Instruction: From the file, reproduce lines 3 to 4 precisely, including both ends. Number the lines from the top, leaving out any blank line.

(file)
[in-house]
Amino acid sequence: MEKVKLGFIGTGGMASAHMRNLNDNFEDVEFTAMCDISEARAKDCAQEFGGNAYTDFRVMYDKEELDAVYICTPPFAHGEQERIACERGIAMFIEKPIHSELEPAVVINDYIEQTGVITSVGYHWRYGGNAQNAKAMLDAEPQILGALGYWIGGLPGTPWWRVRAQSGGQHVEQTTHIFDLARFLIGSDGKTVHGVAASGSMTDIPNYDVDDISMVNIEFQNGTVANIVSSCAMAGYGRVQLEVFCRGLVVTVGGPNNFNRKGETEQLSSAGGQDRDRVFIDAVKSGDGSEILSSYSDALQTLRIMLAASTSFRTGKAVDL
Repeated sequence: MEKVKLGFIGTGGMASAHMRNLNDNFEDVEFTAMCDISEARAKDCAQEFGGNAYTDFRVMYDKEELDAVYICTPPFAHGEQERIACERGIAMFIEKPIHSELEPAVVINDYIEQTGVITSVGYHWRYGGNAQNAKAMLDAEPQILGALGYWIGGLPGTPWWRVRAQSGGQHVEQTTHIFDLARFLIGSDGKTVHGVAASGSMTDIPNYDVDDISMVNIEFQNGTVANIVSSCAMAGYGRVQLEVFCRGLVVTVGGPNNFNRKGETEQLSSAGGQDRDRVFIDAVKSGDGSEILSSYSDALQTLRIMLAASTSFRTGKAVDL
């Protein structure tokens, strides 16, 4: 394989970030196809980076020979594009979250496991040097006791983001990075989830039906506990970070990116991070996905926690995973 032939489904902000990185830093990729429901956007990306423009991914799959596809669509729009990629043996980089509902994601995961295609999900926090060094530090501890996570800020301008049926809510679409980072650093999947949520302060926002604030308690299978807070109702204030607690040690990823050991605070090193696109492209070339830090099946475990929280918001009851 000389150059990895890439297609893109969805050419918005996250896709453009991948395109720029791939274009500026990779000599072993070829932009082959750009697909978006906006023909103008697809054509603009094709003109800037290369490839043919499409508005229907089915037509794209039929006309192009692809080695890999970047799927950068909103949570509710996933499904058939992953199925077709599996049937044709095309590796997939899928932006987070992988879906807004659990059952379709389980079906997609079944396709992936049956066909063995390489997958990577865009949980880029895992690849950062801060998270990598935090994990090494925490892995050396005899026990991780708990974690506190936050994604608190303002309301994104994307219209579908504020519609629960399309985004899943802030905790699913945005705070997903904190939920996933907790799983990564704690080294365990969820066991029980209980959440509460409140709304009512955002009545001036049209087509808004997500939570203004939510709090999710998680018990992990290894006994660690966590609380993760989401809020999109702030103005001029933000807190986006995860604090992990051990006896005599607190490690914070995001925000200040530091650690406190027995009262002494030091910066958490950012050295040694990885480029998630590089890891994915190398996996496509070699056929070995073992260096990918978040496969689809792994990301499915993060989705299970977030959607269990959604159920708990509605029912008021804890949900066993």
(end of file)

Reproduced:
Repeated sequence: MEKVKLGFIGTGGMASAHMRNLNDNFEDVEFTAMCDISEARAKDCAQEFGGNAYTDFRVMYDKEELDAVYICTPPFAHGEQERIACERGIAMFIEKPIHSELEPAVVINDYIEQTGVITSVGYHWRYGGNAQNAKAMLDAEPQILGALGYWIGGLPGTPWWRVRAQSGGQHVEQTTHIFDLARFLIGSDGKTVHGVAASGSMTDIPNYDVDDISMVNIEFQNGTVANIVSSCAMAGYGRVQLEVFCRGLVVTVGGPNNFNRKGETEQLSSAGGQDRDRVFIDAVKSGDGSEILSSYSDALQTLRIMLAASTSFRTGKAVDL
């Protein structure tokens, strides 16, 4: 394989970030196809980076020979594009979250496991040097006791983001990075989830039906506990970070990116991070996905926690995973 032939489904902000990185830093990729429901956007990306423009991914799959596809669509729009990629043996980089509902994601995961295609999900926090060094530090501890996570800020301008049926809510679409980072650093999947949520302060926002604030308690299978807070109702204030607690040690990823050991605070090193696109492209070339830090099946475990929280918001009851 000389150059990895890439297609893109969805050419918005996250896709453009991948395109720029791939274009500026990779000599072993070829932009082959750009697909978006906006023909103008697809054509603009094709003109800037290369490839043919499409508005229907089915037509794209039929006309192009692809080695890999970047799927950068909103949570509710996933499904058939992953199925077709599996049937044709095309590796997939899928932006987070992988879906807004659990059952379709389980079906997609079944396709992936049956066909063995390489997958990577865009949980880029895992690849950062801060998270990598935090994990090494925490892995050396005899026990991780708990974690506190936050994604608190303002309301994104994307219209579908504020519609629960399309985004899943802030905790699913945005705070997903904190939920996933907790799983990564704690080294365990969820066991029980209980959440509460409140709304009512955002009545001036049209087509808004997500939570203004939510709090999710998680018990992990290894006994660690966590609380993760989401809020999109702030103005001029933000807190986006995860604090992990051990006896005599607190490690914070995001925000200040530091650690406190027995009262002494030091910066958490950012050295040694990885480029998630590089890891994915190398996996496509070699056929070995073992260096990918978040496969689809792994990301499915993060989705299970977030959607269990959604159920708990509605029912008021804890949900066993």